STYLE Savvy: Drawer Discoveries

"STYLE Savvy: Drawer discoveries" by Lisa Hess (

Image credit: (2017), CC0/PD

I’ve been on a drawer-cleaning spree, and I’m having fun.

Fun? Yep. And a lot of that has to do with what I’m finding, most of which falls into three key categories. Knowing what to do with each of these categories is what’s helping me find not only success but my favorite organizational reward: clear space.

Pile #1: Oh, so that’s where I put that! Catchall drawers often fall prey to this category of item, becoming the safe place where we stash things. When a drawer clearing reveals these things, we have an opportunity to re-assess their utility. If we missed the item and it’s useful, it deserves a home. If one of those things isn’t true, it’s time to consider whether or not the item is work keeping.

Pile #2: Oh, I forgot I had this! These things are always fun to find, but here’s the key question: did you miss it? If not, take a moment to appreciate it, and assess its utility and condition. If you can envision a use for it in the immediate future and can find it a home, embrace it. If not, maybe it needs a new home outside of yours.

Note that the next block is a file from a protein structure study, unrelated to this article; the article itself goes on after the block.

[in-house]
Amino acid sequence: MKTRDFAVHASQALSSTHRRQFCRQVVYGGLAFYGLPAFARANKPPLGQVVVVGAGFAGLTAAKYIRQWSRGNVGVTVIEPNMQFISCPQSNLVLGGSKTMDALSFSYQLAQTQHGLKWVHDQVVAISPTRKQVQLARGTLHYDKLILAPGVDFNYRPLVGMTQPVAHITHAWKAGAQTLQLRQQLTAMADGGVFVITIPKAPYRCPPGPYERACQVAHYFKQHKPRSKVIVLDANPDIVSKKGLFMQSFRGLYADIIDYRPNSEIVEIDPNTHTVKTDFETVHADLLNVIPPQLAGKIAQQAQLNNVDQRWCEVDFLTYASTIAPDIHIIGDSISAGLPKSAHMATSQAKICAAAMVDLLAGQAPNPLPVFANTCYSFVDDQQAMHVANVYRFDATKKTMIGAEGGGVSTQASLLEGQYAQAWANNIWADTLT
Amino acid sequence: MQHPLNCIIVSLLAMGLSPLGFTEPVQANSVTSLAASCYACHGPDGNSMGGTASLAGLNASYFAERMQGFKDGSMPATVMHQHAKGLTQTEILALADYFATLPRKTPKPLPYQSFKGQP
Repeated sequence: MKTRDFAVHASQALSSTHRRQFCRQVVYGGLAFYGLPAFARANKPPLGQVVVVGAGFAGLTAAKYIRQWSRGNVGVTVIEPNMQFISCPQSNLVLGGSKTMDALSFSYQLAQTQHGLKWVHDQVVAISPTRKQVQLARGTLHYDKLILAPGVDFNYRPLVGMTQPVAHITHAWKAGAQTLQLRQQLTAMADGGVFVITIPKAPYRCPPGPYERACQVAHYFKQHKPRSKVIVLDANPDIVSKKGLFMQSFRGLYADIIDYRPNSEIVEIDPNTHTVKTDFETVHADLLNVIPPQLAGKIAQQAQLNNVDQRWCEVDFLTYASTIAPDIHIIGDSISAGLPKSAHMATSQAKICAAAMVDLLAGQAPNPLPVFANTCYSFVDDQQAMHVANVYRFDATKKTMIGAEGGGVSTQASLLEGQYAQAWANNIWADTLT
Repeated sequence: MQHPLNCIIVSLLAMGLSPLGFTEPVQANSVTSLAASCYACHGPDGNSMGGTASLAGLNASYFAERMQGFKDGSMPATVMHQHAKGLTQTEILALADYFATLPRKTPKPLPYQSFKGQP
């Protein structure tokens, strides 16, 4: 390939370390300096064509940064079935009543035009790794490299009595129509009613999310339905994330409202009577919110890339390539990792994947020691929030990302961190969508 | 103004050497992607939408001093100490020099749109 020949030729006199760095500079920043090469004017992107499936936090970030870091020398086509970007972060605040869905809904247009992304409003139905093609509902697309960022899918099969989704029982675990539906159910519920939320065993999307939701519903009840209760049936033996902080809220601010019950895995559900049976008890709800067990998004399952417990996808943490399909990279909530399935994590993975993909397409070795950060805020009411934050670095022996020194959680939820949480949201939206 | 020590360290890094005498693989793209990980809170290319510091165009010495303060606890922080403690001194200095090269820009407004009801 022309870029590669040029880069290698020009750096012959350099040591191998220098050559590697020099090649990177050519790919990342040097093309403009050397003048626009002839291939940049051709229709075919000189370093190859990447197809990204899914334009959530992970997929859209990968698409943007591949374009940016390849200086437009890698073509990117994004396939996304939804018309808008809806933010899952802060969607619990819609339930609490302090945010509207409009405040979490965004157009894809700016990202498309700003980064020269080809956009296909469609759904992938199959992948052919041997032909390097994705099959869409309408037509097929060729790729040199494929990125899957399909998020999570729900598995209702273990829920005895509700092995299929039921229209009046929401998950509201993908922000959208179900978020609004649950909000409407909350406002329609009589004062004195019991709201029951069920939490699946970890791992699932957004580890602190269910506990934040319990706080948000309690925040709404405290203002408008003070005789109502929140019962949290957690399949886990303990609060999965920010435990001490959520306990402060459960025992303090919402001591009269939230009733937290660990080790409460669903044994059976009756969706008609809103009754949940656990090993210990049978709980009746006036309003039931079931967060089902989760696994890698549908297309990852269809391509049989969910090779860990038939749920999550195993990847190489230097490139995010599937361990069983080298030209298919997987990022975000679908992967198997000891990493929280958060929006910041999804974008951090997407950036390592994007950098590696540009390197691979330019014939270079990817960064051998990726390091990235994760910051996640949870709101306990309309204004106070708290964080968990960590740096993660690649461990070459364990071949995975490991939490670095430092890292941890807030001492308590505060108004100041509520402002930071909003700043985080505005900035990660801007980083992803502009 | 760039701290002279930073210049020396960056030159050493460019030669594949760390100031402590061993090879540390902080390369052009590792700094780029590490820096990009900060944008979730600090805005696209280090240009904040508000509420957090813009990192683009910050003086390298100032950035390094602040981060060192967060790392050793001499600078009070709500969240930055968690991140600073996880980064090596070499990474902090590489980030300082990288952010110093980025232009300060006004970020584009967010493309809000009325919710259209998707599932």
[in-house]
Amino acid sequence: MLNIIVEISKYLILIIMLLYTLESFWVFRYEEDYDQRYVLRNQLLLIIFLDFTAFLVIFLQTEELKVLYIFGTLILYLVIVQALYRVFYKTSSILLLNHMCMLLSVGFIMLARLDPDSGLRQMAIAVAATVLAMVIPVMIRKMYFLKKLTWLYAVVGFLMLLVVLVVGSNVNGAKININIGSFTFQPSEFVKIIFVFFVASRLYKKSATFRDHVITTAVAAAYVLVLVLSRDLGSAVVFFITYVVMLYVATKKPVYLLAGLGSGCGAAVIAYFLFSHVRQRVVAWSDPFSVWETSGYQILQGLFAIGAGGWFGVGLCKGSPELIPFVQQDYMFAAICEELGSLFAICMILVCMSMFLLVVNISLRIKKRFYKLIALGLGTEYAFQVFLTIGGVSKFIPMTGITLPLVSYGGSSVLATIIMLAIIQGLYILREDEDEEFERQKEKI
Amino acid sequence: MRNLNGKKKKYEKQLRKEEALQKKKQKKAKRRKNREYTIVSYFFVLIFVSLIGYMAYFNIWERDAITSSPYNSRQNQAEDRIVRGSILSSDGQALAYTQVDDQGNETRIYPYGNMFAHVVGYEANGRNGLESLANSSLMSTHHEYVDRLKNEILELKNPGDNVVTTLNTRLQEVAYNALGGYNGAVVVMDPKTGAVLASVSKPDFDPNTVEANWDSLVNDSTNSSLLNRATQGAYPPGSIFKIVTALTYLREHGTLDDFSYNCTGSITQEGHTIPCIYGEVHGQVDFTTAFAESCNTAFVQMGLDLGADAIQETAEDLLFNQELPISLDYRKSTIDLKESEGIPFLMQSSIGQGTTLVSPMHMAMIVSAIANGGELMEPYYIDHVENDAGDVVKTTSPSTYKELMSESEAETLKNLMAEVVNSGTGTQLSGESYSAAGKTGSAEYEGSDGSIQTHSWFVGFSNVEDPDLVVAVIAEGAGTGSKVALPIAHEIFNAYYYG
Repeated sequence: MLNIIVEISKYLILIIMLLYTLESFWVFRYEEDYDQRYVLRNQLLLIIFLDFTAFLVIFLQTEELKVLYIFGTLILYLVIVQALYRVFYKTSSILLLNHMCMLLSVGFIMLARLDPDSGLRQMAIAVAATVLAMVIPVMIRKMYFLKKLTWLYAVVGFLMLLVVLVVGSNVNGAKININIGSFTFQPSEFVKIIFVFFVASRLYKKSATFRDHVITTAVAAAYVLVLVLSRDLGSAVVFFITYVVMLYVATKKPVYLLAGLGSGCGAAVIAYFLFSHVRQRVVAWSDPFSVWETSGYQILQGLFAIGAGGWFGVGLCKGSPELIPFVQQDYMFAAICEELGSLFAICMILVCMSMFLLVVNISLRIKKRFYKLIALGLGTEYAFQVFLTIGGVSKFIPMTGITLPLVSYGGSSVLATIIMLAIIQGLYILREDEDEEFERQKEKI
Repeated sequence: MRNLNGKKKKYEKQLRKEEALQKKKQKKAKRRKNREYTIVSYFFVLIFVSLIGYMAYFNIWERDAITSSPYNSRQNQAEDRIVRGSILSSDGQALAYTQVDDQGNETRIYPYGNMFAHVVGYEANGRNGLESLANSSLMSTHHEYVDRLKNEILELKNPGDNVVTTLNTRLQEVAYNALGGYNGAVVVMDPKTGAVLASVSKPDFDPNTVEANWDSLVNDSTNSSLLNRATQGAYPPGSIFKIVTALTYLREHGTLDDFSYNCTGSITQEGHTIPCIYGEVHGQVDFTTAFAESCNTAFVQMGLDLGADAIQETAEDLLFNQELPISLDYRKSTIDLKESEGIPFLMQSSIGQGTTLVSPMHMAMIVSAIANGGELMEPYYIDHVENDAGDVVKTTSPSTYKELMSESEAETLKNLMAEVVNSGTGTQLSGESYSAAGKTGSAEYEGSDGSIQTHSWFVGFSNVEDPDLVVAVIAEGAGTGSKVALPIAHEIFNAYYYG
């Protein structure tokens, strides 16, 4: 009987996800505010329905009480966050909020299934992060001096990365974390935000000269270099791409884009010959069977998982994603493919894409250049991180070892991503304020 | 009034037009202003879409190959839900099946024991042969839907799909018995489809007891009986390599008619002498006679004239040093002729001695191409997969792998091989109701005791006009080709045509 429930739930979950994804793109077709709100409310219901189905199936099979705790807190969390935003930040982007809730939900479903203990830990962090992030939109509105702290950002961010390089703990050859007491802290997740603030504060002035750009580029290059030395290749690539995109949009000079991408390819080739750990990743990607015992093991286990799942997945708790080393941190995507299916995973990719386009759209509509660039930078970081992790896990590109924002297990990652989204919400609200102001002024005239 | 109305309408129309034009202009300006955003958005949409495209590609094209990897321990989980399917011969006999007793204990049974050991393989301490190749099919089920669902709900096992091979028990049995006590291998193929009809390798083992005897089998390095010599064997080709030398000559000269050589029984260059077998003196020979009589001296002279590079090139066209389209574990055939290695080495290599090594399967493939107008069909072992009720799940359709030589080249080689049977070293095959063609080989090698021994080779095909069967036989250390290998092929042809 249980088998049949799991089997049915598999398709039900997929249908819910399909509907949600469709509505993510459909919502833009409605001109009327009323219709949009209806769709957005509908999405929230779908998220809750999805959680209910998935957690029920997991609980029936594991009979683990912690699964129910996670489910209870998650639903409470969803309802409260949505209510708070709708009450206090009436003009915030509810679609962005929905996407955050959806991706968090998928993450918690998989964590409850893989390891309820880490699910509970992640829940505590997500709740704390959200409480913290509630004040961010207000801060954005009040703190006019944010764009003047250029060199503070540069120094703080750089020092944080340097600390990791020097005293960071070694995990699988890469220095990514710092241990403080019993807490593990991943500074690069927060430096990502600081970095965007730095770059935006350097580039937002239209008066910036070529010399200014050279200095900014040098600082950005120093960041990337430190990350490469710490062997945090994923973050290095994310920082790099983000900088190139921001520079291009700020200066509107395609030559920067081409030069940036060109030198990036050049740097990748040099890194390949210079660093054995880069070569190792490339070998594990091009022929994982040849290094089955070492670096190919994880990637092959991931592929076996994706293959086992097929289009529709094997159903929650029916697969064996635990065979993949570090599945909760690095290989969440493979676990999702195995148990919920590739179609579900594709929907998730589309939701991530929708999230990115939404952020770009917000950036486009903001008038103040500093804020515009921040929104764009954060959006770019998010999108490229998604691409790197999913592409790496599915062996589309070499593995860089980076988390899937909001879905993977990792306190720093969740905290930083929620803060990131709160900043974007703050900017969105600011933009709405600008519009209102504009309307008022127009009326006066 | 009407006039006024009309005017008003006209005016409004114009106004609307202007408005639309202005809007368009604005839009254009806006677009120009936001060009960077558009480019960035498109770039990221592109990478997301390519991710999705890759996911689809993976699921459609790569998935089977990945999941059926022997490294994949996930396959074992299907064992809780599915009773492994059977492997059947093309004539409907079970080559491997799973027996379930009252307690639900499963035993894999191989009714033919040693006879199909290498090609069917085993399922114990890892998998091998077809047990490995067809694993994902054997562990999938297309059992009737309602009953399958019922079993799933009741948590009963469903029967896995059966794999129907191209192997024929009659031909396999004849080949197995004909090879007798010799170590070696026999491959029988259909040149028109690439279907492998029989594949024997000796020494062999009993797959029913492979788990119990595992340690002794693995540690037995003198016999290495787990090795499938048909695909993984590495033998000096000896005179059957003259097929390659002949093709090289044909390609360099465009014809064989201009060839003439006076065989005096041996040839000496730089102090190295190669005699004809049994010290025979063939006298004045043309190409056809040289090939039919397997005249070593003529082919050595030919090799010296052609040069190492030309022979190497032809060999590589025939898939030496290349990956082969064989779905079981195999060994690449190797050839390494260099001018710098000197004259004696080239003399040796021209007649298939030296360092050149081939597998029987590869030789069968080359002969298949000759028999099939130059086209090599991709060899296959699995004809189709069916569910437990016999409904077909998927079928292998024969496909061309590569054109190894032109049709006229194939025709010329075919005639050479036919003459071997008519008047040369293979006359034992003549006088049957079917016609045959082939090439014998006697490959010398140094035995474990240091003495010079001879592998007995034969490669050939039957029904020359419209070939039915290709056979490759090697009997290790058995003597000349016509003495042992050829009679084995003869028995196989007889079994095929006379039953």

Pile #3: Awww… This one is tougher. These are the photos, the souvenirs, the ticket stubs — the things there’s no good reason to keep, but that inspire a million little reasons to hang on to them. Stroll down memory lane and, in the end, choose the ones you want to keep. If they’re important enough to keep, then give them a good home.

Every item in our homes, whether in a drawer or closet or out in the open should be something that is either useful, meaningful or both. Are we allowed a few exceptions? Sure. But the fewer exceptions we make, the more clear space we have to enjoy.

And I’m having a blast creating clear space.

Copyright 2019 Lisa Hess


About Author

Lisa Lawmaster Hess has contributed articles to local, national and online publications, and blogs at The Porch Swing Chronicles, The Susquehanna Writers and here at She is the author of two non-fiction books (Acting Assertively and Diverse Divorce) and two novels, Casting the First Stone and Chasing a Second Chance. A retired elementary school counselor, Lisa is a lecturer in psychology at York College and enjoys singing with the contemporary choir at her church.

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